a fellow animal is suffering. And part of the answer lies

in the size of the spindle cells. They are unusually

large, enabling them to act like high-speed circuits,

fast-tracking information to and from other parts of the

brain, while bypassing unnecessary connections. These

are the kind of cells, Allman argues, that would be

especially useful to an animal living in a complex society—

a society in which making accurate, intuitive decisions

about another’s actions (or facial or vocal

expressions) is crucial for your family’s and your

survival.

Passage II

Anthropomorphism is the attribution of human motivation,

characteristics, or behavior to animals, inanimate objects, or

natural phenomena.

        In establishing the study of animal behavior as a

science, it had originally been helpful to make anthro-

pomorphism a word that raised a red flag. But as lesser

intellects followed the Nobel Prize–winning pioneers,

anthropomorphism became a pirate flag. If the word

was hoisted, an attack was imminent. You wouldn’t get

your work published. And in the academic realm of

publish or perish, jobs were at stake. Even the most

informed, insightful, logical inferences about other ani-

mals’ motivations, emotions, and awareness could

wreck your professional prospects.

        But what is a “human” emotion? When someone

says you can’t attribute human emotions to animals,

they forget the key leveling detail: humans are animals.

Human sensations are animal sensations. Inherited

sensations, using inherited nervous systems.

         All of the emotions we know of just happen to be

emotions that humans feel. So, simply deciding that

other animals can’t have any emotions that humans feel

is a cheap way to get a monopoly on all of the world’s

feelings and motivation. People who’ve systematically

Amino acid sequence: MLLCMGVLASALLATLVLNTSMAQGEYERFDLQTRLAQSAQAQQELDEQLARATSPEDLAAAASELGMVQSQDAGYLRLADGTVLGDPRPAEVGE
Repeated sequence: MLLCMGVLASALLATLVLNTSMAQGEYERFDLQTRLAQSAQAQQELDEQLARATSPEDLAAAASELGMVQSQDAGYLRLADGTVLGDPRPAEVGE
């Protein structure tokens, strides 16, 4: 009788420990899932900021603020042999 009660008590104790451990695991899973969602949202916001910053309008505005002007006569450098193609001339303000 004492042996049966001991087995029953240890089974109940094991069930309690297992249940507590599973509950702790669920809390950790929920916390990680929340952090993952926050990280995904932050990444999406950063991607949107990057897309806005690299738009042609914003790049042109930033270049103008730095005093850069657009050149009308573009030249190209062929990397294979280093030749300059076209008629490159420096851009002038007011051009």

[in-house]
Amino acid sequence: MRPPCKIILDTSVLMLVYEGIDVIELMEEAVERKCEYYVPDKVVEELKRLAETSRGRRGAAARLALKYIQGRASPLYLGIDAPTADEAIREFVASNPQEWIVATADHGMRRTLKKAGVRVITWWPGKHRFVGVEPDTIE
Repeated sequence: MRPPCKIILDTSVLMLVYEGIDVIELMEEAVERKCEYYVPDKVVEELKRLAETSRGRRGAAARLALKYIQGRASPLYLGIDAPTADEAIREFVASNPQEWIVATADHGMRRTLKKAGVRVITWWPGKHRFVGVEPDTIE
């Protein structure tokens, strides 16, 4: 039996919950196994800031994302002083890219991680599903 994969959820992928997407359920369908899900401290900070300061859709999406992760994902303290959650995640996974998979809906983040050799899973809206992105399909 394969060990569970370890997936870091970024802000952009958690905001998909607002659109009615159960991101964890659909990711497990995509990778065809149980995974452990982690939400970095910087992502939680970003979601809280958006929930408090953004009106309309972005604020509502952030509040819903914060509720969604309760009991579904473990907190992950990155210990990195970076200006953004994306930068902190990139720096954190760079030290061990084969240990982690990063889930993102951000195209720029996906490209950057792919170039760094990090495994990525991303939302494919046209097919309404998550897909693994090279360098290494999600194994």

watched or known animals realize the absurdity of this.

But many others still don’t. “The dilemma remains,”

wrote author Caitrin Nicol recently, “how to get an

accurate understanding of the animals’ nature and (if

appropriate) emotions, without imposing on them

assumptions born of a distinctly human understanding

of the world.”

         But tell me, what “distinctly human understand-

ing” hampers our understanding of other animals’ emotions?

Is it our sense of pleasure, pain, hunger,

frustration, self-preservation, defense, parental protection?

We never seem to doubt that an animal acting

hungry feels hungry. What reason is there to disbelieve

that an elephant who seems happy is happy? We can’t

really claim scientific objectivity when we recognize

hunger and thirst when animals are eating and drinking,

exhaustion when they tire, but deny them joy and happiness

as they’re playing with their children and their

families. Yet the science of animal behavior has long

operated with that bias—and that’s unscientific. In science,

the simplest interpretation of evidence is often

the best.

Passage A: Excerpt(s) from ANIMAL WISE: THE THOUGHTS AND

EMOTIONS OF OUR FELLOW CREATURES by Virginia Morell, copy-

right © 2013 by Virginia Morell. Used by permission of Crown Books, an

imprint of the Crown Publishing Group, a division of Penguin Random

House LLC. All rights reserved.

Passage B: ©2015 by Carl Safina. Used by permission of Carl Safina in

care of the Jean V. Naggar Literary Agency, Inc.(permissions@jvnla.com)


2020 年 12 月 ACT 考試閱讀題目

Ivy-Way 學生在上課的過程就會做到 2020 年 12 月以及其他的官方歷年考題。除此之外,我們也有讓學生來我們的教室或在家做模考的服務讓學生評估自己的學習進度並看到成績。如果你想預約時間來我們的教室或在家做模考,請聯繫我們!如果你想購買考題在家做,學生可以在Ivy-Way蝦皮商城Ivy-Way臉書粉專、或 Line (ivyway) 直接購買喔!